It’s nice to sometimes get a glimpse into the writer behind the blog, the person behind the character. So here’s your challenge: give me a detail about yourself.
I’d like to share with you a few of my other hobbies.
* When I was in high school, I paid the monthly Band dues (I played flute, and in my senior year, piccolo) by selling cinnamon rolls and sundry other baked goods. I baked 2-4 dozen cinnamon rolls almost every weekend for three years; then we moved and the band program in the high school I actually graduated from didn’t charge dues.
I paid tithing on my earnings, but I’ve never asked my parents if they reported it as self-employment income on their taxes during those years.
I can still make the dough completely from memory, but I do need to look up the recipe for the filling. I don’t bake very often anymore, however, because with only BTH and myself in the house, we frequently don’t manage to completely consume baked goods before they start to go bad.
* I taught myself to knit when I was in my early 20s. Most of the stuff I’ve made so far has been rectangular. Currently, however, I’m working on a baby cardigan for a niece who is not yet born.
* I learned to crochet from my maternal grandmother when I was in my late teens, and I only really know the one stitch that she taught me. Since then, I have made approximately three dozen afghans. I’ve given most of them away, primarily as wedding or first baby presents. I’ve kept seven: the first afghan I ever made, the afghan I made for my own wedding, two “scrap” afghans from my ever-growing stash of leftover yarns, and three geek-art projects.
This is the afghan I made for my wedding. Because it is 100% wool and my other projects have been cheap acrylic yarns, this is also the most expensive afghan I’ve ever made.
Each of the exactly 100 rows in this afghan represents 3 nanometers of the 400-700 nm wavelength “visible region” of the electromagnetic spectrum. The placement and hues of the colored lines correspond to the emission spectrum of hydrogen atoms.
The black, white, and two shades of grey — and the corresponding four shades of green — each represent one of the four standard nucleotide bases. Reading from the top of the afghan to the bottom, and using the one-letter codes for the standard amino acids, it translates to “AND THERE WAS LIFE”. Except that I discovered only after the project was finished that I’d made a mistake, and instead of saying “LIFE”, it says “LMFE.” Random mutations FTW!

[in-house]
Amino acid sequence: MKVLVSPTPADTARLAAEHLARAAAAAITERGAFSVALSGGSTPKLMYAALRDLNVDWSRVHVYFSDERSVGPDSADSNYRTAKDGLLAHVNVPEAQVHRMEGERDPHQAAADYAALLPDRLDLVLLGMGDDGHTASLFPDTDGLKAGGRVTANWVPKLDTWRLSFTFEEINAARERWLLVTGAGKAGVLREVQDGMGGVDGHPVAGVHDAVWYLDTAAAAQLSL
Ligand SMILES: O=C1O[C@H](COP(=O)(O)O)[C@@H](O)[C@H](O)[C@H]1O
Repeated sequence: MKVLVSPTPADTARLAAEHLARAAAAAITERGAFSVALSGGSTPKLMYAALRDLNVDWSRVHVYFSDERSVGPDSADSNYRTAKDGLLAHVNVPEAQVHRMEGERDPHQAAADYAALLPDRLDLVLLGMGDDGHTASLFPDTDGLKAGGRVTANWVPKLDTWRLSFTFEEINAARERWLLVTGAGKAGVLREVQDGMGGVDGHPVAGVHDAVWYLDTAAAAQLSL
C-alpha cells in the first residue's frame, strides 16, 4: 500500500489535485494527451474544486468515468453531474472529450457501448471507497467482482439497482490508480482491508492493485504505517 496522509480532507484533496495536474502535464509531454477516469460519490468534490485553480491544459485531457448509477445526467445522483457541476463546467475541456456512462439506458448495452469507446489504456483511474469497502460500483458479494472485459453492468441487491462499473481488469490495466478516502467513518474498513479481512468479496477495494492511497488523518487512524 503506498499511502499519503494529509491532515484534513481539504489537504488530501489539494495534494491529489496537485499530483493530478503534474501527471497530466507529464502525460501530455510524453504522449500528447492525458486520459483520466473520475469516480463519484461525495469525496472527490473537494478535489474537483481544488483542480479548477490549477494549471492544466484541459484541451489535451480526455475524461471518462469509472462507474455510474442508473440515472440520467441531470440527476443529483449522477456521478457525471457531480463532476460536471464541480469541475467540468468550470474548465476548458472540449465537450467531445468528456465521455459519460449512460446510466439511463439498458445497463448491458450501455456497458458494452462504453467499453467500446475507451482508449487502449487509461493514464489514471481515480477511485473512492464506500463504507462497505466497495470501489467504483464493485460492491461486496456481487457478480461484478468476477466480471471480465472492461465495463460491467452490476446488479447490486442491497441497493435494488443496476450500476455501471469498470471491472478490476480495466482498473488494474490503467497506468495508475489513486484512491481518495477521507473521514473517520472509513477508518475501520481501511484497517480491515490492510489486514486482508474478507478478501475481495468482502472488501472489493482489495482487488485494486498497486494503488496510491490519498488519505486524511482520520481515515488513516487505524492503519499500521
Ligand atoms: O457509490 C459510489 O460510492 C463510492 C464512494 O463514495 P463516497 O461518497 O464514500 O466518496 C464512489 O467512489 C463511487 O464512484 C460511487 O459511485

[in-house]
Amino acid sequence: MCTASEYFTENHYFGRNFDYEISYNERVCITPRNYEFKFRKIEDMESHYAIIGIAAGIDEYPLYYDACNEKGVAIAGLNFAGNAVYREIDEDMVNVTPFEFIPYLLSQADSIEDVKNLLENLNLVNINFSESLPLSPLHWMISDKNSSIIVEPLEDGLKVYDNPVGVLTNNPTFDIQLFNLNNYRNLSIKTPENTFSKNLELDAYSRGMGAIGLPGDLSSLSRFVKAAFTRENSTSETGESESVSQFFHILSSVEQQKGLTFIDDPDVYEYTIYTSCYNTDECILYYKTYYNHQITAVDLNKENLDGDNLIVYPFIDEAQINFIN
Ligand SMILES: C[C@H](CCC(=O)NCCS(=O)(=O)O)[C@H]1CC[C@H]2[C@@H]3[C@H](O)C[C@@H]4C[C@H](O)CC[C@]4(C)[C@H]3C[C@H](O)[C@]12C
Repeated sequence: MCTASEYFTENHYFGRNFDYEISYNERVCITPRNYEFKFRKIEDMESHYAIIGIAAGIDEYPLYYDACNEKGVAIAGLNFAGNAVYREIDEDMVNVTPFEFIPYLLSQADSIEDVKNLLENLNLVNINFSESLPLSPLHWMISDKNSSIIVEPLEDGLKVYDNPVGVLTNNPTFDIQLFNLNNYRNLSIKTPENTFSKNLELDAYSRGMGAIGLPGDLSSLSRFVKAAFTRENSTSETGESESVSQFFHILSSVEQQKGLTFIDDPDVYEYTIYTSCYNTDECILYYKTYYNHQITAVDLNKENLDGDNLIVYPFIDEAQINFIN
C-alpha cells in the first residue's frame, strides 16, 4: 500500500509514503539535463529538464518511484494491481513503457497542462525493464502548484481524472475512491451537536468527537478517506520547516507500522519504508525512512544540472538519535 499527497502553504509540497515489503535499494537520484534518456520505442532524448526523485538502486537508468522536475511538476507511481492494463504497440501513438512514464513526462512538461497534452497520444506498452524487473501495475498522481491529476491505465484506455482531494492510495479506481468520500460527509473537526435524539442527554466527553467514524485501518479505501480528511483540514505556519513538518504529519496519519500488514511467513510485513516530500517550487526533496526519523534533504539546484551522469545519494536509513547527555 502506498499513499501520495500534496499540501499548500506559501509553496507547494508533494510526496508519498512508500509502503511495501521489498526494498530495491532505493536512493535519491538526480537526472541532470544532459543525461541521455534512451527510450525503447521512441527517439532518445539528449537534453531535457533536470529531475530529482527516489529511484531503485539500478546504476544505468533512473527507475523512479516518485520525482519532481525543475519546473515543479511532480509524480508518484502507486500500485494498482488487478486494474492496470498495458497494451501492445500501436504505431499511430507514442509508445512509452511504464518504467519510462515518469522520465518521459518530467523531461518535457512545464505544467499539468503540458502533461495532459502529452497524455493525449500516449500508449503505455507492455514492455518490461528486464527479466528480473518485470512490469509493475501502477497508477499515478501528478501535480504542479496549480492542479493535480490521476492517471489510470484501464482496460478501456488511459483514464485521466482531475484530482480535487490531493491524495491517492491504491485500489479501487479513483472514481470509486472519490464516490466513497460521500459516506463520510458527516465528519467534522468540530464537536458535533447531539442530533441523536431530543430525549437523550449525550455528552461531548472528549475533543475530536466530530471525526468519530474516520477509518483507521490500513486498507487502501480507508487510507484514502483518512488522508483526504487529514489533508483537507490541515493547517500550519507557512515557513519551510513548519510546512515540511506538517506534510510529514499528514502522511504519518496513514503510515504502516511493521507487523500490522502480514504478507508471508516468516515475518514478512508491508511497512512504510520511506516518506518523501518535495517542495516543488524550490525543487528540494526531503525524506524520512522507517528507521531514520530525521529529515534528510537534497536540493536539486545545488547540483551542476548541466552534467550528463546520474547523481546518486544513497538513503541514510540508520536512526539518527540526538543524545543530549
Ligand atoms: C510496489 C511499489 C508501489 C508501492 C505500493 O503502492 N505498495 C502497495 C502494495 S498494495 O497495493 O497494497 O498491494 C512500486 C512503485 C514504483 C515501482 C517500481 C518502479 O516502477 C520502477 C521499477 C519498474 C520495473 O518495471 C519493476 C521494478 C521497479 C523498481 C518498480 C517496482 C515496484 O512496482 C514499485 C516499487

The stripe pattern of this piece is based on the digits of pi. Someday I will make a counterpart piece, in cool tones, using the digits of e.
Where I am essentially monogamerous (when it comes to computer games), BTH is very polygamerous. He pretty much only logs into WoW to raid these days, and is thinking about letting his subscription lapse until Mists the next time it comes up for renewal. He’s been spending his computer time on Mount & Blade: Warband, Battle for Wesnoth, Bloons Tower Defense 5, and Magic: The Gathering – Online.
For a long time, BTH has dreamed of making a webcomic. He decided to use a play-by-post D&D game he participated in during the first year or so after we got married as the basis for his plot. For his last birthday, I gave him some drawing supplies and “how to draw” books. Then for our anniversary just now, I got us a Wacom Bamboo graphics tablet. I’ve wanted one of those things for years, and I hoped it would make BTH’s comic creation process easier, too. BTH produces a new page of his comic, Pharaoh, every week or two, and I think he does a very good job for having just recently started teaching himself how to draw! By this point, he probably knows more about digital coloring than I do, too.